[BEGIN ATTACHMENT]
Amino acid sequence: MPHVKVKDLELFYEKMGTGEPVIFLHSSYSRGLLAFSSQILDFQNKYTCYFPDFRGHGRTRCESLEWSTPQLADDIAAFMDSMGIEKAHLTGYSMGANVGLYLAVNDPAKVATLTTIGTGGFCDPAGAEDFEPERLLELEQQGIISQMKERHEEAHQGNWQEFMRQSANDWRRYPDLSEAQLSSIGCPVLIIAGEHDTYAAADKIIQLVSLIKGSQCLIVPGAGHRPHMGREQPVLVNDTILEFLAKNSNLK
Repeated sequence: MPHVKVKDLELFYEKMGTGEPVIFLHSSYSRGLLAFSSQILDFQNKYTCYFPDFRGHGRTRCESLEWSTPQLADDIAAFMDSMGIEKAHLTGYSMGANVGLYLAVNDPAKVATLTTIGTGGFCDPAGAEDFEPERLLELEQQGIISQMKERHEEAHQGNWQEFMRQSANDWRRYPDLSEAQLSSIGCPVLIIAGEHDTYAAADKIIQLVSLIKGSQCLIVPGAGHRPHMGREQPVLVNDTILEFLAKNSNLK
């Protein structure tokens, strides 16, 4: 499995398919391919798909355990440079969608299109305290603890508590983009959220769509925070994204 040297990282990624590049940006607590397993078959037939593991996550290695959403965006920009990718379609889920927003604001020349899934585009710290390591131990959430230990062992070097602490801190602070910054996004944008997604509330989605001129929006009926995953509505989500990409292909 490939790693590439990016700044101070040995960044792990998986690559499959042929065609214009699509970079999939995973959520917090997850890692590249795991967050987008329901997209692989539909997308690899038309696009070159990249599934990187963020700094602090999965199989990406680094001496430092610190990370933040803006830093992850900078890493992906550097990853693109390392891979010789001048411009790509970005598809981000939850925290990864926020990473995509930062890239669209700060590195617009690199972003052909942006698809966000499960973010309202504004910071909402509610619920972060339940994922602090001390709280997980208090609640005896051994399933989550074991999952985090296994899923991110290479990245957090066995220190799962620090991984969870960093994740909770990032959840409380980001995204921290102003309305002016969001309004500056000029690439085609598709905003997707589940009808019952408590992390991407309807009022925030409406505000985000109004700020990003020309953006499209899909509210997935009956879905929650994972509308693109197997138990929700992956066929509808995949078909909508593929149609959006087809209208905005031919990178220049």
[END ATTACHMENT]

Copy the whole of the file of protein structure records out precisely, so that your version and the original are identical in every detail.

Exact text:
Amino acid sequence: MPHVKVKDLELFYEKMGTGEPVIFLHSSYSRGLLAFSSQILDFQNKYTCYFPDFRGHGRTRCESLEWSTPQLADDIAAFMDSMGIEKAHLTGYSMGANVGLYLAVNDPAKVATLTTIGTGGFCDPAGAEDFEPERLLELEQQGIISQMKERHEEAHQGNWQEFMRQSANDWRRYPDLSEAQLSSIGCPVLIIAGEHDTYAAADKIIQLVSLIKGSQCLIVPGAGHRPHMGREQPVLVNDTILEFLAKNSNLK
Repeated sequence: MPHVKVKDLELFYEKMGTGEPVIFLHSSYSRGLLAFSSQILDFQNKYTCYFPDFRGHGRTRCESLEWSTPQLADDIAAFMDSMGIEKAHLTGYSMGANVGLYLAVNDPAKVATLTTIGTGGFCDPAGAEDFEPERLLELEQQGIISQMKERHEEAHQGNWQEFMRQSANDWRRYPDLSEAQLSSIGCPVLIIAGEHDTYAAADKIIQLVSLIKGSQCLIVPGAGHRPHMGREQPVLVNDTILEFLAKNSNLK
């Protein structure tokens, strides 16, 4: 499995398919391919798909355990440079969608299109305290603890508590983009959220769509925070994204 040297990282990624590049940006607590397993078959037939593991996550290695959403965006920009990718379609889920927003604001020349899934585009710290390591131990959430230990062992070097602490801190602070910054996004944008997604509330989605001129929006009926995953509505989500990409292909 490939790693590439990016700044101070040995960044792990998986690559499959042929065609214009699509970079999939995973959520917090997850890692590249795991967050987008329901997209692989539909997308690899038309696009070159990249599934990187963020700094602090999965199989990406680094001496430092610190990370933040803006830093992850900078890493992906550097990853693109390392891979010789001048411009790509970005598809981000939850925290990864926020990473995509930062890239669209700060590195617009690199972003052909942006698809966000499960973010309202504004910071909402509610619920972060339940994922602090001390709280997980208090609640005896051994399933989550074991999952985090296994899923991110290479990245957090066995220190799962620090991984969870960093994740909770990032959840409380980001995204921290102003309305002016969001309004500056000029690439085609598709905003997707589940009808019952408590992390991407309807009022925030409406505000985000109004700020990003020309953006499209899909509210997935009956879905929650994972509308693109197997138990929700992956066929509808995949078909909508593929149609959006087809209208905005031919990178220049």